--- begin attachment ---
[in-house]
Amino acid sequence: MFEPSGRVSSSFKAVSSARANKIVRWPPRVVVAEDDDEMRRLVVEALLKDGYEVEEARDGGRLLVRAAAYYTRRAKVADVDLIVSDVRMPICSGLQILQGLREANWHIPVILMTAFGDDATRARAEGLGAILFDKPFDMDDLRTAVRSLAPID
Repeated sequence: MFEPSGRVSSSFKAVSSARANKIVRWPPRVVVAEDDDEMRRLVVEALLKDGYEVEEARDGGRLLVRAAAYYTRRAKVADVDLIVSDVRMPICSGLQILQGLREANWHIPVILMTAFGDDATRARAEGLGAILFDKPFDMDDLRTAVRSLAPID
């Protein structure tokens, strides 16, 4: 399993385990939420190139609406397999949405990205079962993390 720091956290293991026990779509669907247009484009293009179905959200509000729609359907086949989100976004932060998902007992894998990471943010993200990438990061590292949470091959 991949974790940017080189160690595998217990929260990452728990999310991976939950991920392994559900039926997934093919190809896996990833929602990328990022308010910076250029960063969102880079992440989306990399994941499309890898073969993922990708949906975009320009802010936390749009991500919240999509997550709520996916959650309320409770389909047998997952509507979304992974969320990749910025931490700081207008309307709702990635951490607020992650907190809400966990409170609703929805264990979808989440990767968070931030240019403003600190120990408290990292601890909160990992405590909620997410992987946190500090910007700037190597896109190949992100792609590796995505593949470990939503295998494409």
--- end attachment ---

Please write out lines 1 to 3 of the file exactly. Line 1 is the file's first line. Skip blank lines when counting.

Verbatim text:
[in-house]
Amino acid sequence: MFEPSGRVSSSFKAVSSARANKIVRWPPRVVVAEDDDEMRRLVVEALLKDGYEVEEARDGGRLLVRAAAYYTRRAKVADVDLIVSDVRMPICSGLQILQGLREANWHIPVILMTAFGDDATRARAEGLGAILFDKPFDMDDLRTAVRSLAPID
Repeated sequence: MFEPSGRVSSSFKAVSSARANKIVRWPPRVVVAEDDDEMRRLVVEALLKDGYEVEEARDGGRLLVRAAAYYTRRAKVADVDLIVSDVRMPICSGLQILQGLREANWHIPVILMTAFGDDATRARAEGLGAILFDKPFDMDDLRTAVRSLAPID